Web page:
The above described preferred embodiments utilize a concentrically disposed absorber tube within a cylindrical reflector housing which has been evacuated. The absorber tube further includes a wedge shaped heat conduction fin coupled to the. absorber, and preferably includes an absorber layer (absorbance greater than 0.90) with low emittance (less than about 0.05) to achieve a very efficient solar collector. The simplicity of this basic design allows easy manufacturing, reducing construction costs thereby making solar collector usage more practical.

Further advantages and features of the invention will be appreciated by reference to the claims set forth hereinafter. While preferred embodiments have been described, it will be clear to those of ordinary skill in the art that changes and modifications can be made without departing from the spirit and scope of the invention in its fullest aspects.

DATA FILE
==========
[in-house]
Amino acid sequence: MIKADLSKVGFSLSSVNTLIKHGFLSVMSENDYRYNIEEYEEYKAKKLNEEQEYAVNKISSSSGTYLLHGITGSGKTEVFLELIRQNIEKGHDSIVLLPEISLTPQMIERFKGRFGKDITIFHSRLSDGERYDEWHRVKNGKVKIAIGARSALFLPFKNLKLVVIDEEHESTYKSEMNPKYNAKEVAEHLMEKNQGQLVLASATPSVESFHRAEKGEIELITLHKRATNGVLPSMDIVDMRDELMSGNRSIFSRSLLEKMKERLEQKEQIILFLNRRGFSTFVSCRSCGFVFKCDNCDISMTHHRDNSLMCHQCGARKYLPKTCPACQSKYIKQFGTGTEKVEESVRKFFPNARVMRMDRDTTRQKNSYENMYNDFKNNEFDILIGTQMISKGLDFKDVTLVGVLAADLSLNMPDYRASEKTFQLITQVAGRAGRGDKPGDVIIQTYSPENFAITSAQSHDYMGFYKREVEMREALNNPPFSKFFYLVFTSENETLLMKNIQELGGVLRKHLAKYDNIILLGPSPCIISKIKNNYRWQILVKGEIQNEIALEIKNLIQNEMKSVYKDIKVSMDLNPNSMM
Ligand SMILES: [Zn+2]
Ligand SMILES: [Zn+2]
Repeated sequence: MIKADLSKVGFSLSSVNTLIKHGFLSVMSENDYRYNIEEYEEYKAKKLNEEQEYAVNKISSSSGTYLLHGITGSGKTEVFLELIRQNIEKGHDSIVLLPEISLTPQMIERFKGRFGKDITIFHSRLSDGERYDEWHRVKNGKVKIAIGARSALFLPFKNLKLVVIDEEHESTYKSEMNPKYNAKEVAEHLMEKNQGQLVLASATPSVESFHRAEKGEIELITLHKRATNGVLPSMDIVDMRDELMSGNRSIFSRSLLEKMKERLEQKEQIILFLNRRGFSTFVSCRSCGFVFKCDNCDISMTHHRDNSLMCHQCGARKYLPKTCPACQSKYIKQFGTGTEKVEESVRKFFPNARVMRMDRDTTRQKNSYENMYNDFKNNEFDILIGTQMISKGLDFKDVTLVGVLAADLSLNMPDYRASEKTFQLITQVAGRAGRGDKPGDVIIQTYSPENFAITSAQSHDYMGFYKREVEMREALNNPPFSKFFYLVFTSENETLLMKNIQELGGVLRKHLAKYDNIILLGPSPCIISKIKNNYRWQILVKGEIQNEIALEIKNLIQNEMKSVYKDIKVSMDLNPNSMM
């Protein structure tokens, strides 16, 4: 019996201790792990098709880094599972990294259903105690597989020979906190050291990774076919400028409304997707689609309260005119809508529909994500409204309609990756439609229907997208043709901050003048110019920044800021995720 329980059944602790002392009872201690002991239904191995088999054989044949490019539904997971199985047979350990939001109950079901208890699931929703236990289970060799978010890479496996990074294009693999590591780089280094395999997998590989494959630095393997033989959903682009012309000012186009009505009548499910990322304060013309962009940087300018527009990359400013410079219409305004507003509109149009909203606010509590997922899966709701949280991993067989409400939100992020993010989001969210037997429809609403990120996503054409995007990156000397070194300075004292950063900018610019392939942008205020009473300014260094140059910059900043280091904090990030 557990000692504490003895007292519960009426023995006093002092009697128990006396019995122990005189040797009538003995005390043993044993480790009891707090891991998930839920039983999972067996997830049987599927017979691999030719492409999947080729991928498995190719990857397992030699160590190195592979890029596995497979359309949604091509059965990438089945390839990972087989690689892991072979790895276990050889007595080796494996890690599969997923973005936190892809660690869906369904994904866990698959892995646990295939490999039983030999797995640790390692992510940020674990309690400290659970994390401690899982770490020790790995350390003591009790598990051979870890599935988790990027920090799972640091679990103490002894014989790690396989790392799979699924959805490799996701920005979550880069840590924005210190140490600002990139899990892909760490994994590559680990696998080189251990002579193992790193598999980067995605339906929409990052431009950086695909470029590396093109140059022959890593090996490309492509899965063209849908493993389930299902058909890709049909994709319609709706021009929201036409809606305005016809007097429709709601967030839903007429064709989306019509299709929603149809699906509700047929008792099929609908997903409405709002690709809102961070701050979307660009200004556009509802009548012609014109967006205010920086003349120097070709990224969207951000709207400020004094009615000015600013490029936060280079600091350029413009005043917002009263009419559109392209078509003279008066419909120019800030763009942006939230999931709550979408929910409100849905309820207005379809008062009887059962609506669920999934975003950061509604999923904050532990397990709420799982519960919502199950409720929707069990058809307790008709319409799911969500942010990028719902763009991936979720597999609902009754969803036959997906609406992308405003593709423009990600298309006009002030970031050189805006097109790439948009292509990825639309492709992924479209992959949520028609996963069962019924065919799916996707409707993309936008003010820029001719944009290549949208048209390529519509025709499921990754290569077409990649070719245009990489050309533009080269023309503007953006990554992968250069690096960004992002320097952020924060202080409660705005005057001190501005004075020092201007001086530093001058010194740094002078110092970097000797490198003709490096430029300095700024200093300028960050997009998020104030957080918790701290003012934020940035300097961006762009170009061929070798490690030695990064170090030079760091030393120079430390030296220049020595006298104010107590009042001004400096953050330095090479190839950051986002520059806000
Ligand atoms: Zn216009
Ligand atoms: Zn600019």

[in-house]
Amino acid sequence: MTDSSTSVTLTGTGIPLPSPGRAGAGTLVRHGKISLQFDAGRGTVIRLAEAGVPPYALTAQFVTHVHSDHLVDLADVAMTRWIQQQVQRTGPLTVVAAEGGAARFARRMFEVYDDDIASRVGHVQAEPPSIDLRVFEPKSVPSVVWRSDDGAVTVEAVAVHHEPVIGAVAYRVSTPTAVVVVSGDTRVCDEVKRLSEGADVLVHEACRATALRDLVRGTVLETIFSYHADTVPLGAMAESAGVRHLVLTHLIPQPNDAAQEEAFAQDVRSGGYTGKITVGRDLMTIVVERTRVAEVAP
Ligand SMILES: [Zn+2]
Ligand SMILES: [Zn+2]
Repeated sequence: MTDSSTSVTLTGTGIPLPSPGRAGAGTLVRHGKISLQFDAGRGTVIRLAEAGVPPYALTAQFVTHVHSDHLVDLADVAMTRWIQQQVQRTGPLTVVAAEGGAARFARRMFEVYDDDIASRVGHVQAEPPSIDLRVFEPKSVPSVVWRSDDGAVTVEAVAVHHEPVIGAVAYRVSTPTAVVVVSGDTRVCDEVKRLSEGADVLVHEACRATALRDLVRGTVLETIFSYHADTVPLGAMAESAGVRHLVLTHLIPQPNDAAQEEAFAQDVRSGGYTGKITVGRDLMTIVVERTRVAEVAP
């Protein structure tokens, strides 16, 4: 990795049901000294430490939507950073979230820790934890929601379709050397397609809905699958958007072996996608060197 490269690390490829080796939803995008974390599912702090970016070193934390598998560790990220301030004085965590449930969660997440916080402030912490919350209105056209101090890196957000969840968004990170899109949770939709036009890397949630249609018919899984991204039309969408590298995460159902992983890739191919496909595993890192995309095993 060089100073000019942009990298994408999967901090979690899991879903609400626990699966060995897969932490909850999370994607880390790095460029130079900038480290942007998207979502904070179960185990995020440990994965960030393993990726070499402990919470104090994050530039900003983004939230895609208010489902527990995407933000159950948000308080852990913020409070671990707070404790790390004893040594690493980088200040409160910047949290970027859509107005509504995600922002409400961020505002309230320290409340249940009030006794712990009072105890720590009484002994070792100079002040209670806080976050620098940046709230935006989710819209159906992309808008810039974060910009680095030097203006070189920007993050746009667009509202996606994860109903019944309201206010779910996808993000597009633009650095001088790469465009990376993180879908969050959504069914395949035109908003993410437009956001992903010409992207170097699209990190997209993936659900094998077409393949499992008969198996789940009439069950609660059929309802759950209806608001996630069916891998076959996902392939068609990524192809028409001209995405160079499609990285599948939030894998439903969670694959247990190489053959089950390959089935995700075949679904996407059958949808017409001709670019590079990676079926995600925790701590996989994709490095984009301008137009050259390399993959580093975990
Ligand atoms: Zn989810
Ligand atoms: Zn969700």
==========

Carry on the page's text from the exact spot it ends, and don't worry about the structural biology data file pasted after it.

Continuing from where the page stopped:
Patent Citations
Cited PatentFiling datePublication dateApplicantTitle
US4286580 *Jun 11, 1979Sep 1, 1981Elmo SitnamSolar collector
US5537991 *Dec 23, 1994Jul 23, 1996Solar Enterprises International, LlcNonimaging solar collector
Referenced by
Citing PatentFiling datePublication dateApplicantTitle
US20130333384 *Dec 21, 2012Dec 19, 2013Industrial Technology Research InstituteSolar power system and solar energy collection device thereof
Classifications
U.S. Classification126/657, 126/658
International ClassificationF24J2/05, F24J2/26, F24J2/10
Cooperative ClassificationY02E10/44, F24J2/1047, F24J2/055, F24J2/26
European ClassificationF24J2/26, F24J2/10B, F24J2/05B
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Mar 13, 2001CCCertificate of correction